While the majority of users affected by the Cambridge Analytica fiasco were based in the US, Australia was the 10th worst country hit, according to.
It's the latest revelation in what has been a tough month for Facebook, after it was revealed data from millions of Facebook users was, a digital consultancy with ties to the Trump presidential campaign.
The original number of accounts was estimated at 50 million, but Facebook revised this figure upward toon Thursday. Of these, Facebook estimated 300,000 accounts belonged to Australians.
As a result, the Office of the Australian Information Commissioner (OAIC) has confirmed it will conduct an investigation to determine whether Facebook breached Australia's Privacy Act.
In a statement, acting Australian Information Commissioner and acting Privacy Commissioner Angelene Falk said her office will confer with international authorities as part of the investigation.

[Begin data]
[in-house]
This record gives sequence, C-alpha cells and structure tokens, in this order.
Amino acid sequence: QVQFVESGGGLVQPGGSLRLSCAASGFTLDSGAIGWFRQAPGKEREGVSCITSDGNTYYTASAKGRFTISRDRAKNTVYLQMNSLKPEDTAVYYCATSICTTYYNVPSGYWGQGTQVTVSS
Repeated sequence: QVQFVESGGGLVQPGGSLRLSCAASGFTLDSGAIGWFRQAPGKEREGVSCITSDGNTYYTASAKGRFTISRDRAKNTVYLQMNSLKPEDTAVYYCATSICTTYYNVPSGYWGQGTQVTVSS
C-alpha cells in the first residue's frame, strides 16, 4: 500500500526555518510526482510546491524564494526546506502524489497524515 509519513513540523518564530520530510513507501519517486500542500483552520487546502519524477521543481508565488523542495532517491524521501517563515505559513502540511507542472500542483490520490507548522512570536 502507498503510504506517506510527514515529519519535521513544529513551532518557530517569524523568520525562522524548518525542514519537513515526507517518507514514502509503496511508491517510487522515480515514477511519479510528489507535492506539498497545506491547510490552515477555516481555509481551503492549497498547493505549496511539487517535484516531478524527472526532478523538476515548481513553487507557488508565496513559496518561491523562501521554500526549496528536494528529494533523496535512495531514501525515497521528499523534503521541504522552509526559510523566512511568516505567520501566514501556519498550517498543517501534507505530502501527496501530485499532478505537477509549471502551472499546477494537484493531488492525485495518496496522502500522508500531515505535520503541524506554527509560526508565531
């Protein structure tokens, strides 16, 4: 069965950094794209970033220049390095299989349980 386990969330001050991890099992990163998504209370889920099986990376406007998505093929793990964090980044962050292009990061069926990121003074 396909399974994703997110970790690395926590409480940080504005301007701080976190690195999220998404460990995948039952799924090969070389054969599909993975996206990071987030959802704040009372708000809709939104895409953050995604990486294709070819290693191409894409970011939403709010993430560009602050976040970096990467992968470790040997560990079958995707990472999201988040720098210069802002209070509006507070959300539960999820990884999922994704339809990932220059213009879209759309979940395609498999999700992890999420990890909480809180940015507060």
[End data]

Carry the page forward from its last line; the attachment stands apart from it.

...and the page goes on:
"All organisations that are covered by the Privacy Act have obligations in relation to the personal information that they hold," Falk said in a statement.
"This includes taking reasonable steps to ensure that personal information is held securely, and ensuring that customers are adequately notified about the collection and handling of their personal information."
In a statement provided to CNET, Facebook said it would work with the OAIC throughout the investigation.
"We are strongly committed to protecting people's information, and we will be fully responsive to OAIC's investigation," a Facebook spokesperson said. "We've recently made significant updates to make our, restrict data access on Facebook, and make our Terms and Data Policy clearer. Overall, we believe these changes will better protect people's information -- we know we have more work to do, and we'll keep our community updated as we make more changes."
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